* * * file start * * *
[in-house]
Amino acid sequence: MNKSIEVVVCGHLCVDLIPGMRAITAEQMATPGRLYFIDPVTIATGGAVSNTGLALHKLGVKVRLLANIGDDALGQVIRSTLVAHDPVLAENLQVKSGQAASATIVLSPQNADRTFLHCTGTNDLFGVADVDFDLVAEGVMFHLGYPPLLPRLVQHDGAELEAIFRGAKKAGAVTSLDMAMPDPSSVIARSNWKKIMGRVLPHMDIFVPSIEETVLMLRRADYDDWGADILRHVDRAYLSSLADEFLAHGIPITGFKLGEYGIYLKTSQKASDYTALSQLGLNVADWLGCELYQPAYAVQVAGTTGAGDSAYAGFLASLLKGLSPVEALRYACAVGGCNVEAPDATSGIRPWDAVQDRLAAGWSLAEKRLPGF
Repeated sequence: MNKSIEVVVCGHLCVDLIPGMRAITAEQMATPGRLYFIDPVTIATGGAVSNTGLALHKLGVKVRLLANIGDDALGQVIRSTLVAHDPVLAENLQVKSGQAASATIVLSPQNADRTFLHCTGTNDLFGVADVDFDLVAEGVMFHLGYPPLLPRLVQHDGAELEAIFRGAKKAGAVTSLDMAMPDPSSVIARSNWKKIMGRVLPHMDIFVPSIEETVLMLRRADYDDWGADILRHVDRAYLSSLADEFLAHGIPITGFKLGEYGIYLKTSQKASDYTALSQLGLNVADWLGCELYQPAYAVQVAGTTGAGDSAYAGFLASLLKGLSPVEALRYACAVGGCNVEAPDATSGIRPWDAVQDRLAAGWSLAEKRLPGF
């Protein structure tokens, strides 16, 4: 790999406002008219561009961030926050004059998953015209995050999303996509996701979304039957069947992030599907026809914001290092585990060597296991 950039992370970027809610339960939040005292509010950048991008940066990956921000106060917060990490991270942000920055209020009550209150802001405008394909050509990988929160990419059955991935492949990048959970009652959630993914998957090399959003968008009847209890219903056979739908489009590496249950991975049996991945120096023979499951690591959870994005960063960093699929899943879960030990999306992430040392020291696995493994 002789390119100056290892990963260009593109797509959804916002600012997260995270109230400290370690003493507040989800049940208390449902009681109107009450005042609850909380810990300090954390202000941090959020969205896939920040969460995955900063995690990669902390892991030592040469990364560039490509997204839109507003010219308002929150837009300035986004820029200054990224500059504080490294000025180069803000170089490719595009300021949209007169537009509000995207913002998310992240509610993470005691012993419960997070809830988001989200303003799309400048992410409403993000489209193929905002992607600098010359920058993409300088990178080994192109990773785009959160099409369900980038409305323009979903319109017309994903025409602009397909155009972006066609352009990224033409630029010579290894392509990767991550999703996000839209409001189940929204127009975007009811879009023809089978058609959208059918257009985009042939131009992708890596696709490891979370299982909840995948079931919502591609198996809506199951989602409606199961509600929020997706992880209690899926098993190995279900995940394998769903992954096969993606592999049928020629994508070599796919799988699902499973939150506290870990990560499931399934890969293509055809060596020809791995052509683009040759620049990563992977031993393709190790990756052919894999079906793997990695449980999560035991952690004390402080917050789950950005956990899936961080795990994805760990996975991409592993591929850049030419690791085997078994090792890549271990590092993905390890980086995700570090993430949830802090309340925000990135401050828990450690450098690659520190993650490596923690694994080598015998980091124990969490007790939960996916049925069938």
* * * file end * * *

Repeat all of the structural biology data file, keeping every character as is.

[in-house]
Amino acid sequence: MNKSIEVVVCGHLCVDLIPGMRAITAEQMATPGRLYFIDPVTIATGGAVSNTGLALHKLGVKVRLLANIGDDALGQVIRSTLVAHDPVLAENLQVKSGQAASATIVLSPQNADRTFLHCTGTNDLFGVADVDFDLVAEGVMFHLGYPPLLPRLVQHDGAELEAIFRGAKKAGAVTSLDMAMPDPSSVIARSNWKKIMGRVLPHMDIFVPSIEETVLMLRRADYDDWGADILRHVDRAYLSSLADEFLAHGIPITGFKLGEYGIYLKTSQKASDYTALSQLGLNVADWLGCELYQPAYAVQVAGTTGAGDSAYAGFLASLLKGLSPVEALRYACAVGGCNVEAPDATSGIRPWDAVQDRLAAGWSLAEKRLPGF
Repeated sequence: MNKSIEVVVCGHLCVDLIPGMRAITAEQMATPGRLYFIDPVTIATGGAVSNTGLALHKLGVKVRLLANIGDDALGQVIRSTLVAHDPVLAENLQVKSGQAASATIVLSPQNADRTFLHCTGTNDLFGVADVDFDLVAEGVMFHLGYPPLLPRLVQHDGAELEAIFRGAKKAGAVTSLDMAMPDPSSVIARSNWKKIMGRVLPHMDIFVPSIEETVLMLRRADYDDWGADILRHVDRAYLSSLADEFLAHGIPITGFKLGEYGIYLKTSQKASDYTALSQLGLNVADWLGCELYQPAYAVQVAGTTGAGDSAYAGFLASLLKGLSPVEALRYACAVGGCNVEAPDATSGIRPWDAVQDRLAAGWSLAEKRLPGF
């Protein structure tokens, strides 16, 4: 790999406002008219561009961030926050004059998953015209995050999303996509996701979304039957069947992030599907026809914001290092585990060597296991 950039992370970027809610339960939040005292509010950048991008940066990956921000106060917060990490991270942000920055209020009550209150802001405008394909050509990988929160990419059955991935492949990048959970009652959630993914998957090399959003968008009847209890219903056979739908489009590496249950991975049996991945120096023979499951690591959870994005960063960093699929899943879960030990999306992430040392020291696995493994 002789390119100056290892990963260009593109797509959804916002600012997260995270109230400290370690003493507040989800049940208390449902009681109107009450005042609850909380810990300090954390202000941090959020969205896939920040969460995955900063995690990669902390892991030592040469990364560039490509997204839109507003010219308002929150837009300035986004820029200054990224500059504080490294000025180069803000170089490719595009300021949209007169537009509000995207913002998310992240509610993470005691012993419960997070809830988001989200303003799309400048992410409403993000489209193929905002992607600098010359920058993409300088990178080994192109990773785009959160099409369900980038409305323009979903319109017309994903025409602009397909155009972006066609352009990224033409630029010579290894392509990767991550999703996000839209409001189940929204127009975007009811879009023809089978058609959208059918257009985009042939131009992708890596696709490891979370299982909840995948079931919502591609198996809506199951989602409606199961509600929020997706992880209690899926098993190995279900995940394998769903992954096969993606592999049928020629994508070599796919799988699902499973939150506290870990990560499931399934890969293509055809060596020809791995052509683009040759620049990563992977031993393709190790990756052919894999079906793997990695449980999560035991952690004390402080917050789950950005956990899936961080795990994805760990996975991409592993591929850049030419690791085997078994090792890549271990590092993905390890980086995700570090993430949830802090309340925000990135401050828990450690450098690659520190993650490596923690694994080598015998980091124990969490007790939960996916049925069938």